DIY: Pumpkin Diorama Tutorial

Who doesn’t love carving pumpkins? This fall-favorite activity is a great way to pass the time while also getting in the Halloween spirit. There’s only one problem to carving pumpkins: They decay over time, leaving you with nothing but a memory.

Give your pumpkin carving an upgrade this year with the help of a DIY pumpkin diorama.

In this pumpkin diorama tutorial, we go step-by-step on how you can create your very own diorama in no time at all. Let’s get started!

Necessary Supplies

  • Foam pumpkin
  • Serrated knife
  • Hot glue/adhesive
  • Scissors
  • Figurines
  • Moss/grass/ground materials

Optional Supplies

  • Paint
  • Paintbrushes
  • Cardboard boxes/ways to create layers
  • Paper for template
  • Festive lights

Step One: Cut Oval into Pumpkin

Before you can start, cut an oval into your pumpkin. You can create a template using paper before cutting the oval if you prefer.

Since I’m a perfectionist and didn’t want to mess it up, the pumpkin I purchased from Michael’s came with the hole pre-cut, which is another option.

If you want to paint the inside of your pumpkin like I did, after cutting the oval is the perfect time to apply the paint.

To make my inside pure black, I added 3-4 layers of paint.

Step Two: Decide the Layout of Your Diorama

How much height do you want with your diorama? Will your diorama be spooky or cute? These are some of the things you need to figure out before you get to work.

I created a rough sketch of how I wanted my diorama to look before I even pulled out my supplies.

Whether you draw a sketch like I did or play it by ear, some of the decisions you need to make include:

  • How many layers will your diorama have
  • How many figures will you use
  • How can you balance your diorama to create a strong composition

Step Three: Add Your Layers

Creating height to your diorama is easy, especially when you have miscellaneous items around. For my diorama, I cut up a small box several times to add three different layers.

I also used two empty, clean yogurt cups to add a little extra height.

Once you figure out the best way to layer your diorama, apply hot glue or another sturdy adhesive to keep everything in place.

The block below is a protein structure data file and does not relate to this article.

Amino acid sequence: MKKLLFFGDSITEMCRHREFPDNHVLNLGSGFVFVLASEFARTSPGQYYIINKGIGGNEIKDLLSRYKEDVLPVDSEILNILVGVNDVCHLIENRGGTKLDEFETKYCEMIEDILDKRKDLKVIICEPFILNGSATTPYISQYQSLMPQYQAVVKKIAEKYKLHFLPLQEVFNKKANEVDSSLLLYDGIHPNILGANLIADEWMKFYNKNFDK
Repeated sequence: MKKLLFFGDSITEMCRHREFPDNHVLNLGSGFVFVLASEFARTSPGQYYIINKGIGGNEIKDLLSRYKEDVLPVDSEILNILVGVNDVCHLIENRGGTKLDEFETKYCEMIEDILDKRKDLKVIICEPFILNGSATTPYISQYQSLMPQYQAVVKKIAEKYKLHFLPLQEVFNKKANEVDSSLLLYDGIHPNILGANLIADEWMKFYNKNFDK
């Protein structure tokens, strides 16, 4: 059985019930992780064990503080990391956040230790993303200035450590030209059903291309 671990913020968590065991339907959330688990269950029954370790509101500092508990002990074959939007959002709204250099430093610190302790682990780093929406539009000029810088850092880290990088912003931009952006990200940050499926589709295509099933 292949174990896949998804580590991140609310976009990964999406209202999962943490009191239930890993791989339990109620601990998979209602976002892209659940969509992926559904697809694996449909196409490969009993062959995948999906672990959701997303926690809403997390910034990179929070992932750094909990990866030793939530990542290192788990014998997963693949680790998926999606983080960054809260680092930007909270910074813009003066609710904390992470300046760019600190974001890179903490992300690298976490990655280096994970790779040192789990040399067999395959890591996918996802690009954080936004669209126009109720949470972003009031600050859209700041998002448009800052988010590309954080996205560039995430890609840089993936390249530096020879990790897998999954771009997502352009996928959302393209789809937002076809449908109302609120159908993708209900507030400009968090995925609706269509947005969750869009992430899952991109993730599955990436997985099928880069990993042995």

Step Four: Make Your Scene Realistic

Adding moss, grass, or other floor surfaces makes your diorama more realistic. Whether you’re making an outdoor scene like I did or an indoor Halloween scene, picking up realistic floor options from your local craft store is perfect.

Don’t be afraid to add lots of different flor layers, especially if your diorama takes place outdoors. This’ll help mimic the unevenness of the ground.

Once you figure out where to place your flooring, secure it with hot glue or other adhesive.

Step Five: Add Your Figurines

Now comes the fun part of figuring out where each of your figurines will go inside your diorama. Play around with different layouts before figuring out which speaks to you the most.

Make sure your diorama isn’t too cluttered or the viewer will be too busy looking everywhere to appreciate the full diorama. Consider learning a bit about the Rule of Thirds and how photographers use this quick skill to experts compose eye-catching photographs.

Secure your figurines in play with hot glue or the adhesive of your choice.

Now’s also the perfect time to add any festive lights you may want. To hide all the wires for my lights, I cut a small hole using a serrated knife in the back of my pumpkin and fed the wires through.

Side note: Don’t be afraid if you have leftover figurines if you find a layout you like. I had several figurines that I bought but didn’t use. That’s okay! You can use these on your next diorama.

Step Six: Share Your Diorama Online

You’ve spent a couple hours making your DIY pumpkin diorama, go ahead and share it with the world! Post to social media, and make sure you tag me so I can see all your great designs!

Here’s the final version of my spooky cemetery pumpkin diorama. I can’t wait to see yours!

Leave a Reply

Fill in your details below or click an icon to log in: Logo

You are commenting using your account. Log Out /  Change )

Twitter picture

You are commenting using your Twitter account. Log Out /  Change )

Facebook photo

You are commenting using your Facebook account. Log Out /  Change )

Connecting to %s